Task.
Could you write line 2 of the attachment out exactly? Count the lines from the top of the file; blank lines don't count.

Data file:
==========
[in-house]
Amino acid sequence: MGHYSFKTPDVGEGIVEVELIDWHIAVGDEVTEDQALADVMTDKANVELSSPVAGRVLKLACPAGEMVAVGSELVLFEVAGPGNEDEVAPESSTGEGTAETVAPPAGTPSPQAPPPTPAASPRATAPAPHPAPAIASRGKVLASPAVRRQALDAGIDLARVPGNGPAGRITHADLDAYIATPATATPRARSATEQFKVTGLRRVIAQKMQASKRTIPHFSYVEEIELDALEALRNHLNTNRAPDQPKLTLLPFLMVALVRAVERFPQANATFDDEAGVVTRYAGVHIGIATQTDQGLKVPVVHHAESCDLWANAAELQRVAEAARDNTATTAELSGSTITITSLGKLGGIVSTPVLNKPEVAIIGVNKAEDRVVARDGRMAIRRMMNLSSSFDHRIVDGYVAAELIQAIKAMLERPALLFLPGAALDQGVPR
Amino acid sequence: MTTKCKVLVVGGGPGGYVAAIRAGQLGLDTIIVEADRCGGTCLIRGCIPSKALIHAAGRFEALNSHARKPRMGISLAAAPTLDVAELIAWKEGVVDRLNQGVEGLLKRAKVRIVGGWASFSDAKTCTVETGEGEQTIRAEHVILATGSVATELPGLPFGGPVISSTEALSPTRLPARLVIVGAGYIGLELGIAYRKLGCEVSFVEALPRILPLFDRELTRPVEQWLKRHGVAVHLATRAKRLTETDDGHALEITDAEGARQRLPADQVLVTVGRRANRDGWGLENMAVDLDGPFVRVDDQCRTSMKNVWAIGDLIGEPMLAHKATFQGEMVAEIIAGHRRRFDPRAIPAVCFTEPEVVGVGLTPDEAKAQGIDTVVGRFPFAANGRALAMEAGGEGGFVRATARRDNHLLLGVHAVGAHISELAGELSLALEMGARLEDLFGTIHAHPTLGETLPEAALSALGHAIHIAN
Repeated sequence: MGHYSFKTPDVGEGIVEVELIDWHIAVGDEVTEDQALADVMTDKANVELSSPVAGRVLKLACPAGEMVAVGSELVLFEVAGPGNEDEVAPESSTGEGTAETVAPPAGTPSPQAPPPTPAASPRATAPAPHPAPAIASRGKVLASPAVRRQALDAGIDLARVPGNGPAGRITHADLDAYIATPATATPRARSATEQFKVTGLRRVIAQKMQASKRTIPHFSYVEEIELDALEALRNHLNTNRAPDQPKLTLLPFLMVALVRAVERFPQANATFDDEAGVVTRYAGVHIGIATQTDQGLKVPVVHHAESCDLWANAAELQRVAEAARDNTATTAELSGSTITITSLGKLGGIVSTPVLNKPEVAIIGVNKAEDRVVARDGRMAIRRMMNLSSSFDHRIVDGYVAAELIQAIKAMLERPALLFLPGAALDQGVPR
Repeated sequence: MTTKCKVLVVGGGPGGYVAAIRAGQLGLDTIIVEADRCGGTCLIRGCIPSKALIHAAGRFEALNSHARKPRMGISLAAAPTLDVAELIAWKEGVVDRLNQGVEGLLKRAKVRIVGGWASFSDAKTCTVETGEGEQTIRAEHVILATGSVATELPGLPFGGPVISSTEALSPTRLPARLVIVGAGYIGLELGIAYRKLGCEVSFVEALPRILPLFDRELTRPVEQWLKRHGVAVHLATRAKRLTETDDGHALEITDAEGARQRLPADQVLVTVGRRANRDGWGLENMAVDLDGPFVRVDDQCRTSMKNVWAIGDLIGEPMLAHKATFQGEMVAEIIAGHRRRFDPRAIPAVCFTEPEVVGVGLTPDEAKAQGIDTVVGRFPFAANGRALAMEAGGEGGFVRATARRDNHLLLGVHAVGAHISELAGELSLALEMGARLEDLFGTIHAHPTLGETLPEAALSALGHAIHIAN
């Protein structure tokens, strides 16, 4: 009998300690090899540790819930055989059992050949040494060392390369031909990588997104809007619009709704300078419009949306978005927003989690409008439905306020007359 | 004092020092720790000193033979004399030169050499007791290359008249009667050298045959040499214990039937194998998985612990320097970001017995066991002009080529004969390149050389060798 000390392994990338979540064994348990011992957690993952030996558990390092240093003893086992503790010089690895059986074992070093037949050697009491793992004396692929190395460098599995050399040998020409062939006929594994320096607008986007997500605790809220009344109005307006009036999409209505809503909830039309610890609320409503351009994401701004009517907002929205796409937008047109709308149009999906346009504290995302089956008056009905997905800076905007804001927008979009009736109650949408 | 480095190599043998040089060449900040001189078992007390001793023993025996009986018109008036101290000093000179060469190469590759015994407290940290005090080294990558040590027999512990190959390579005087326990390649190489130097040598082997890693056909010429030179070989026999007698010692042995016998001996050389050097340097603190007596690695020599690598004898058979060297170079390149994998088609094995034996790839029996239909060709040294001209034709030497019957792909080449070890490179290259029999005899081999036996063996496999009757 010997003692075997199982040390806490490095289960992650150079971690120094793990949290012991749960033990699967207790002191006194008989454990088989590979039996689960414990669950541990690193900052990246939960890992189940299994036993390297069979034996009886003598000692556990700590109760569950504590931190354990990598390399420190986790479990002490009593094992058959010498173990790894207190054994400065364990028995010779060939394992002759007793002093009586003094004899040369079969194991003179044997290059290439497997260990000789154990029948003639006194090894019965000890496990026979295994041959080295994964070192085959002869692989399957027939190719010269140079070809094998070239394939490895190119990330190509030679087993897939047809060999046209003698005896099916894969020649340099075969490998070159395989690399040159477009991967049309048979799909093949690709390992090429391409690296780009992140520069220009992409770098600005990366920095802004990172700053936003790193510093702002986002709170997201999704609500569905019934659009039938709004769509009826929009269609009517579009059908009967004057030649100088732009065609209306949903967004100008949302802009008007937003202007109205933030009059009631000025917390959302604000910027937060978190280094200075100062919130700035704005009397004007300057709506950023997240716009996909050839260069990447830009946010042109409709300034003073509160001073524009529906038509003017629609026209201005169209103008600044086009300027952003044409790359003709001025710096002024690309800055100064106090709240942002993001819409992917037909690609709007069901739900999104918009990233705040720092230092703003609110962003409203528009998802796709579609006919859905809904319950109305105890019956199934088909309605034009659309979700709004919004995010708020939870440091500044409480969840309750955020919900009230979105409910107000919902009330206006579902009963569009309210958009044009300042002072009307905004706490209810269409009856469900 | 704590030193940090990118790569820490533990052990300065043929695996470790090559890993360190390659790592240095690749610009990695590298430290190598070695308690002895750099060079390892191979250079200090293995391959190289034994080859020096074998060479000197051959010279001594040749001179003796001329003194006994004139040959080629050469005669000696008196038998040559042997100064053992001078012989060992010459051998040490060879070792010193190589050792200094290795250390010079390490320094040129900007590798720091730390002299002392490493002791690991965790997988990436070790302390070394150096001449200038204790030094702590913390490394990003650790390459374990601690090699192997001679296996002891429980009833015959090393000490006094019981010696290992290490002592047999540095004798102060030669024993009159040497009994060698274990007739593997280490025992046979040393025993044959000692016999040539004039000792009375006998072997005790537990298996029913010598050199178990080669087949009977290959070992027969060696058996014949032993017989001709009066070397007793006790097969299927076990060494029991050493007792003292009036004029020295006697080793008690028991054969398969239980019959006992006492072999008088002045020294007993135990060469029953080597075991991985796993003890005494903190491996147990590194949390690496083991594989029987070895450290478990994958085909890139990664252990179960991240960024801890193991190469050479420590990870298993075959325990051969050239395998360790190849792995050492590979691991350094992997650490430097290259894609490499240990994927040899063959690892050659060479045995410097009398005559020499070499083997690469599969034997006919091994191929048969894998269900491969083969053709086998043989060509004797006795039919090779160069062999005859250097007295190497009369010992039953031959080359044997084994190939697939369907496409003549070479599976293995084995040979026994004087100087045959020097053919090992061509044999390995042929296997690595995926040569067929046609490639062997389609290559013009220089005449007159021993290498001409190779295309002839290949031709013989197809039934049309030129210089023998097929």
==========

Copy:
Amino acid sequence: MGHYSFKTPDVGEGIVEVELIDWHIAVGDEVTEDQALADVMTDKANVELSSPVAGRVLKLACPAGEMVAVGSELVLFEVAGPGNEDEVAPESSTGEGTAETVAPPAGTPSPQAPPPTPAASPRATAPAPHPAPAIASRGKVLASPAVRRQALDAGIDLARVPGNGPAGRITHADLDAYIATPATATPRARSATEQFKVTGLRRVIAQKMQASKRTIPHFSYVEEIELDALEALRNHLNTNRAPDQPKLTLLPFLMVALVRAVERFPQANATFDDEAGVVTRYAGVHIGIATQTDQGLKVPVVHHAESCDLWANAAELQRVAEAARDNTATTAELSGSTITITSLGKLGGIVSTPVLNKPEVAIIGVNKAEDRVVARDGRMAIRRMMNLSSSFDHRIVDGYVAAELIQAIKAMLERPALLFLPGAALDQGVPR